According to Erica Curry VanEe to get the most out of ArtPrize the number one thing a art viewer needs to do is vote? Why? Why has the aesthetic experience been reduced completely to an American Idol vote?  Has everyone in Grand Rapids drank the Rick Devos Kool-aid? 


Artists have driven and flown from where ever to show you the best they have to offer and the most important goal of ArtPrize,you say,   is “to empower community to use your voice, make your choice, and cast your vote”. 


Please tell me this isn’t what you meant to say. Please tell me you meant to say that the most important goal is to  take advantage of the experience of seeing so much art .  Please tell me it’s not really that important to buy t-shirts for your dog with ArtPrize written on it and that you need another  $395 ArtPrize jacket like you need a hole in the head. Please tell me you would like to “engage” with more quality art and less crap pretending to be art. Please tell me you meant to say that the experience of art doesn’t involve candy or having to buy a guide book and a separate map and then on top of that an ArtPrize journal. Please tell me you don’t really think that everything in ArtPrize should be or needs to be “cause-related” or “co-created” and that you really didn’t even know what those words meant when you wrote them. I’d feel so much better if you did.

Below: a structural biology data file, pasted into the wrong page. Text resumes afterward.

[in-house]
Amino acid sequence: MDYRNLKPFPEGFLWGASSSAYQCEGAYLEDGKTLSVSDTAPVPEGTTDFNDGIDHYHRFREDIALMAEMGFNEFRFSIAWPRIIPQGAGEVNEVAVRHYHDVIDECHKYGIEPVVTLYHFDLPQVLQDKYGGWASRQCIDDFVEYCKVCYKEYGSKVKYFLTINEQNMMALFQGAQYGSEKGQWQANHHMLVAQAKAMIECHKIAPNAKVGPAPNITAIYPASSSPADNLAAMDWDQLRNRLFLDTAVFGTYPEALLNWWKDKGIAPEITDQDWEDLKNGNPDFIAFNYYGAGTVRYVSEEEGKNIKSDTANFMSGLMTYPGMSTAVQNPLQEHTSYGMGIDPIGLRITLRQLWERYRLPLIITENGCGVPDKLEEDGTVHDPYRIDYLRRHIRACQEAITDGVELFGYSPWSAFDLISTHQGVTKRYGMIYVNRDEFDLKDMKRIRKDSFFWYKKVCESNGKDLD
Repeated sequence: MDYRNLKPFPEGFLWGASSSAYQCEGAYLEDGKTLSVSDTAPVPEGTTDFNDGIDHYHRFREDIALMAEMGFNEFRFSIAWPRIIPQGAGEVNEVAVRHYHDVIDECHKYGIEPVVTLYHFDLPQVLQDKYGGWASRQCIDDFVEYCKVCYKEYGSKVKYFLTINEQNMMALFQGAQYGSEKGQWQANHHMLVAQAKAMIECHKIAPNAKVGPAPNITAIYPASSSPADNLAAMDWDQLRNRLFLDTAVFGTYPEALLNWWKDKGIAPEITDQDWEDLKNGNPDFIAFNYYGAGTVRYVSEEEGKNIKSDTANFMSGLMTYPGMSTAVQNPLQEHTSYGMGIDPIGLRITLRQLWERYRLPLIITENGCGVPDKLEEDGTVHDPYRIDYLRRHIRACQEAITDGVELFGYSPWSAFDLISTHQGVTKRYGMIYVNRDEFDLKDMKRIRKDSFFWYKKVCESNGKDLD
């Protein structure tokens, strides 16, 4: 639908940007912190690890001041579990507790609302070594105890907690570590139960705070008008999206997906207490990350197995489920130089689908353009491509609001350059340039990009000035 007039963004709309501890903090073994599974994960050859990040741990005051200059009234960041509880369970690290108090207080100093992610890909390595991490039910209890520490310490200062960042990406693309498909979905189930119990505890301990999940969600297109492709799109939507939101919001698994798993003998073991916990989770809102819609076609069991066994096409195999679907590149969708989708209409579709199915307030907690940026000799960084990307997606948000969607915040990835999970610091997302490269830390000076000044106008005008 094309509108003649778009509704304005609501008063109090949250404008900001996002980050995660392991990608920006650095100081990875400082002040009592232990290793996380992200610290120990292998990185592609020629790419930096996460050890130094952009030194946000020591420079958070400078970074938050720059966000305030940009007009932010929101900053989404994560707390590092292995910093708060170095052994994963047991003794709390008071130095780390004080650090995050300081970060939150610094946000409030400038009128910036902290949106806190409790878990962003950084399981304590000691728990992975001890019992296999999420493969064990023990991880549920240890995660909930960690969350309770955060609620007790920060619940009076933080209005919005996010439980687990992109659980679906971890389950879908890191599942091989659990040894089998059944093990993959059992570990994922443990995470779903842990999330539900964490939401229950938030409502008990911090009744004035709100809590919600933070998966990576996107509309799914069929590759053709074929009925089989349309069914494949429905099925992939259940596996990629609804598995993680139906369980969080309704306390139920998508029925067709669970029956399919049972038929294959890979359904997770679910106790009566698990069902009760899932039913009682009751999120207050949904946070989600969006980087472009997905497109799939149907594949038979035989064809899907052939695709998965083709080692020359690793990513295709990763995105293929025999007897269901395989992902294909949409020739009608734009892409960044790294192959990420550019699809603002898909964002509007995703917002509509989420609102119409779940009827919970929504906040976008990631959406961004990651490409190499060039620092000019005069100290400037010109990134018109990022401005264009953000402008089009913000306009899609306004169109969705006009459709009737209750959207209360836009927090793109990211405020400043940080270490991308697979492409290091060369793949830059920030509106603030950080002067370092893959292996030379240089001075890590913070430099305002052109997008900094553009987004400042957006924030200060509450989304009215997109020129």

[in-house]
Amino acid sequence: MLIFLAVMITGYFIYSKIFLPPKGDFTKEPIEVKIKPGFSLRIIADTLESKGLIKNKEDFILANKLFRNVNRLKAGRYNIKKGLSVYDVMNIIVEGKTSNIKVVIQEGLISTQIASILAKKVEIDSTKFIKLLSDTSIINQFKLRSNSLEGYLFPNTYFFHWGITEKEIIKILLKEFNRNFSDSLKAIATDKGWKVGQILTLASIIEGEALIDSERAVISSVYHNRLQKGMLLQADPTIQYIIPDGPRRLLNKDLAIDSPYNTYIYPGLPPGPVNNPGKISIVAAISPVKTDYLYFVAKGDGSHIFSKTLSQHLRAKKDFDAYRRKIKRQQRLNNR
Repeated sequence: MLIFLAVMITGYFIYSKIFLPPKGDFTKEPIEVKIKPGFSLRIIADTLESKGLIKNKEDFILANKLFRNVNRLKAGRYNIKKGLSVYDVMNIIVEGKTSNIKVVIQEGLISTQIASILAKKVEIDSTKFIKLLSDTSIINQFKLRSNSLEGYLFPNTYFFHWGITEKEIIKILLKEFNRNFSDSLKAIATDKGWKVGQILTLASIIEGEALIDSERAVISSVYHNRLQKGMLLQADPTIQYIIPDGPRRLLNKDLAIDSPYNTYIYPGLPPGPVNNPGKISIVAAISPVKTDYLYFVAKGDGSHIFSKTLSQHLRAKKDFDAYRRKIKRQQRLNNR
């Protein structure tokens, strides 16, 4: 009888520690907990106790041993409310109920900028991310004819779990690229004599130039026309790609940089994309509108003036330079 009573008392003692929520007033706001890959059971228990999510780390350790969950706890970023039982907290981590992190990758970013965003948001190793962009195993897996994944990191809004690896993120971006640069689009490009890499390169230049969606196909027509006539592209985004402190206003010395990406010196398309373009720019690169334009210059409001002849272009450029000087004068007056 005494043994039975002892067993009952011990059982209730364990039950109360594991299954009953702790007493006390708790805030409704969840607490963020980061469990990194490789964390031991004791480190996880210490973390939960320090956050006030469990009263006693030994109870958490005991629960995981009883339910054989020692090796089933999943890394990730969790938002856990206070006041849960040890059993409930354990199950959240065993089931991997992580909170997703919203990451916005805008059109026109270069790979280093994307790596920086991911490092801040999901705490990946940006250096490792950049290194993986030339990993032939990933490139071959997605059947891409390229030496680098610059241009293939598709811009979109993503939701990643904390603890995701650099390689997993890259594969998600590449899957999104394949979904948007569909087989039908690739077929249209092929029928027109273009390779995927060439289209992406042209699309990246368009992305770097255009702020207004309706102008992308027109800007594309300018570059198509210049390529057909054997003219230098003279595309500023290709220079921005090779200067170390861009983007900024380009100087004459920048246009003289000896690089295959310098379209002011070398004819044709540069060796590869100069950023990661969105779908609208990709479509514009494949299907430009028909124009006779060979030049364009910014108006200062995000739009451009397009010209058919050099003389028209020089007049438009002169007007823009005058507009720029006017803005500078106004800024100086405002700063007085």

With all due respect Erica, this sounds like a paid advertisement brought to you by artprize.

I do appreciate that the Rapidian has created this forum to post opinions about artprize because I cannot even look at the mlive coverage due to the crazy anonymous comments.

Erica I commend you for taking the time to craft an article.